The latest business continuity news from around the world

Large industrial facilities lose more than a day’s worth of production each month and hundreds of millions of dollars a year to machine failures, according to a new report published by Senseye.

The ‘True Cost Of Downtime’ report shares findings from a study of 72 major multinational industrial and manufacturing companies. It reveals that, on average, large plants lose 323 production hours a year. The average cost of lost revenue, financial penalties, idle staff time. and restarting lines is $532,000 per hour, amounting to $172 million per surveyed plant annually.

Cumulatively, Fortune Global 500 (FG500) manufacturing and industrial firms are estimated to lose 3.3 million hours a year to unplanned downtime. The financial cost of this downtime to those organizations is calculated at $864 billion, the equivalent of eight percent of their annual revenues.

Alexander Hill, Chief Global Strategist at Senseye, comments: “Unplanned downtime is the curse of the industrial sector. When expensive production lines and machinery fall silent, organizations stop earning, and those investments start costing rather than making money. The costs can spiral to well over $100,000 per hour for large manufacturers in almost all industrial sectors. With this report, Senseye has started to answer crucial questions, such as the true cost of downtime for large industrial organizations, and the kind of savings companies could make by using techniques such as predictive maintenance to help prevent breakdowns and reduce unplanned downtime.”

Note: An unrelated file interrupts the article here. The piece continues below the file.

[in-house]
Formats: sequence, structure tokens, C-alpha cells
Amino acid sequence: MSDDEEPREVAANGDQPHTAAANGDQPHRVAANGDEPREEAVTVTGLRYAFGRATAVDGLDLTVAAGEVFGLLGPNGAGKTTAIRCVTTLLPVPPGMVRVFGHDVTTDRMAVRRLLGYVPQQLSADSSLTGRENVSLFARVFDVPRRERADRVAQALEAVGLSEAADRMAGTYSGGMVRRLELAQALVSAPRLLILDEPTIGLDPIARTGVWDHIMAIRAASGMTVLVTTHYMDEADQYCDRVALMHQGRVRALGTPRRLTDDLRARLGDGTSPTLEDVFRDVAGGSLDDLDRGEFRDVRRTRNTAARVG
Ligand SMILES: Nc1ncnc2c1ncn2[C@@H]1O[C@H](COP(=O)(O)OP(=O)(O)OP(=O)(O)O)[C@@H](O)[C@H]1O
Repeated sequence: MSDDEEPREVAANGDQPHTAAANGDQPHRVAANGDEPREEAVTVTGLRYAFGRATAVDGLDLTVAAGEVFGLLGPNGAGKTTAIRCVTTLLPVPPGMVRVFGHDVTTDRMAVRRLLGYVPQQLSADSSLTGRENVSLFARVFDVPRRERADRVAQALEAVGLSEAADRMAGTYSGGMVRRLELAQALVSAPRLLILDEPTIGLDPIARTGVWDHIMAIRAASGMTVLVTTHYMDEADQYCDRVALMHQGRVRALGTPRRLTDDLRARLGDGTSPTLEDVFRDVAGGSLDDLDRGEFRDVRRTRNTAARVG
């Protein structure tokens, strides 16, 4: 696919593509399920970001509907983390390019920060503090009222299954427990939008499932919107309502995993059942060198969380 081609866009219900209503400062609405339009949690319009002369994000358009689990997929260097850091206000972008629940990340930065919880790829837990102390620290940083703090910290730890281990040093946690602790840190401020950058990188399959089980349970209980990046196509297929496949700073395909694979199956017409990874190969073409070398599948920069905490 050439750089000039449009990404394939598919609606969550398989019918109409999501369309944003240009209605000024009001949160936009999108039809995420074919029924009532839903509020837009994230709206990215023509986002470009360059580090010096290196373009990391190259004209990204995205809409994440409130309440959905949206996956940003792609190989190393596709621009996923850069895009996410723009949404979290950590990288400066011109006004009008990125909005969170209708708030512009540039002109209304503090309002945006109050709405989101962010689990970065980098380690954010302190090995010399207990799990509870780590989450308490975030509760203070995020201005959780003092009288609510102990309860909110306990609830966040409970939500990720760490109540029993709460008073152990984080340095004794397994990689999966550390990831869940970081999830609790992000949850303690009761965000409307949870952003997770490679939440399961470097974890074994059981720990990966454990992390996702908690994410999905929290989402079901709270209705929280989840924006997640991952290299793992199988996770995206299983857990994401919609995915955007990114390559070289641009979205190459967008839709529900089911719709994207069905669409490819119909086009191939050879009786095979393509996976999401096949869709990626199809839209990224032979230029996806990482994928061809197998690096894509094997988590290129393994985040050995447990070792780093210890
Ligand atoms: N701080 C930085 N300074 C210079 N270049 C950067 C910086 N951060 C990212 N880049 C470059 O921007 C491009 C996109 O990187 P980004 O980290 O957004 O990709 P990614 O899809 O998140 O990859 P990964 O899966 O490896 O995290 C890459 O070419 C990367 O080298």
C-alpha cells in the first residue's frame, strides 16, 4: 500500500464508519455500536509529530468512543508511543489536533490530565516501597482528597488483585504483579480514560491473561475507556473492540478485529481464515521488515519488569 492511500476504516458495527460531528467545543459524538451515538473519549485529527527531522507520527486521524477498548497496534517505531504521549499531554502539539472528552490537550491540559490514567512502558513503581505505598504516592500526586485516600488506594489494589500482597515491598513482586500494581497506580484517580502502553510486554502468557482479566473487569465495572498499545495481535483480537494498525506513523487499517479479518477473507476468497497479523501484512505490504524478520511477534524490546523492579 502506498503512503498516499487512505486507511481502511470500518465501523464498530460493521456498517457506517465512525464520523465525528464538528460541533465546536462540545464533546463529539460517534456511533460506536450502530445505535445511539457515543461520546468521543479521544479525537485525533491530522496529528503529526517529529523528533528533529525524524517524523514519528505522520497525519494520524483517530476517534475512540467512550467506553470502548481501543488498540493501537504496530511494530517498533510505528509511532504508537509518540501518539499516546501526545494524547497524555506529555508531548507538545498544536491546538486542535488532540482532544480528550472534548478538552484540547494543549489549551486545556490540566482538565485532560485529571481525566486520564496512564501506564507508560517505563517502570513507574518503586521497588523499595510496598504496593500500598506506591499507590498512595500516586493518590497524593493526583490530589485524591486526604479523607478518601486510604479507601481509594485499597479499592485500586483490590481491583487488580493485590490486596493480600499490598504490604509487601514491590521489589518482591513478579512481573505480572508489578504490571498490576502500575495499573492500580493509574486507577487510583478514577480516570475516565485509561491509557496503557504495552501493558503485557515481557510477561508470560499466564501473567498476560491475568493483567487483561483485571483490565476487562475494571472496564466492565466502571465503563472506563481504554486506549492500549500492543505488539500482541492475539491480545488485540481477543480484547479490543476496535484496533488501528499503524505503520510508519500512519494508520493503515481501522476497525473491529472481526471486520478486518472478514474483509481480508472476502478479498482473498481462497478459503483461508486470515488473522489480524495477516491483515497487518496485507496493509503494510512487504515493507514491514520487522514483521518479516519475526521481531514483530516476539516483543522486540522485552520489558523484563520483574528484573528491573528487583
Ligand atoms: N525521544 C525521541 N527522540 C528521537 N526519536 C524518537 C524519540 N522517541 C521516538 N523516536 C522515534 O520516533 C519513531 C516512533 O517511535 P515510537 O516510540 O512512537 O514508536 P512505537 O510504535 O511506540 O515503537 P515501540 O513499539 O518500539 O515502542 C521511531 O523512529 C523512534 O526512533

Unplanned downtime levels were highest in the automotive sector, where plants lost 29 production hours a month, on average, at the cost of $1.3 million per hour. As a result, FG500 automotive vehicle and parts manufacturers are estimated to lose $557 billion and 414,800 hours a year. 67 percent of automotive companies told Senseye that predictive maintenance was now a strategic objective.

FMCG & CPG manufacturers lose 25 hours a month to unplanned downtime at the cost of $23,600 per hour. Across the FG500, this amounts to 1.5 million hours and losses of $35 billion a year. 72 percent of FMCG companies reported that predictive maintenance had become a strategic initiative.

Mining, metals and other heavy-industrial companies lose 23 hours per month of production time to machine failures at the cost of $187,500 per hour. This equates to 1.2 million unplanned downtime hours a year, costing FG500 companies in this sector $225 billion cumulatively. 60 percent of heavy industrial companies have made predictive maintenance a strategic priority.

Oil and gas producers suffer 32 hours of unplanned downtime each month, on average, at the cost of $220,000 per hour - amounting to $84 million per facility. In refineries alone, losses to FG500 constituents are estimated to total $47 billion from 213,000 downtime hours. 82 percent of oil and gas respondents said predictive maintenance was a strategic objective, the most of any sector surveyed.

Senseye’s study also showed that more than two-thirds (72 percent) of large industrial organizations have made predictive maintenance a strategic objective and that one-in-five (20 percent) have established in-house predictive maintenance teams to lead these initiatives.

51 percent of organizations said they already performed some condition monitoring and 87 percent that they collected at least some of the data that can be used to support predictive maintenance.

More details.

Want news and features emailed to you?

Signup to our free newsletters and never miss a story.

A website you can trust

The entire Continuity Central website is scanned daily by Sucuri to ensure that no malware exists within the site. This means that you can browse with complete confidence.

Business continuity?

Business continuity can be defined as 'the processes, procedures, decisions and activities to ensure that an organization can continue to function through an operational interruption'. Read more about the basics of business continuity here.

Get the latest news and information sent to you by email

Continuity Central provides a number of free newsletters which are distributed by email. To subscribe click here.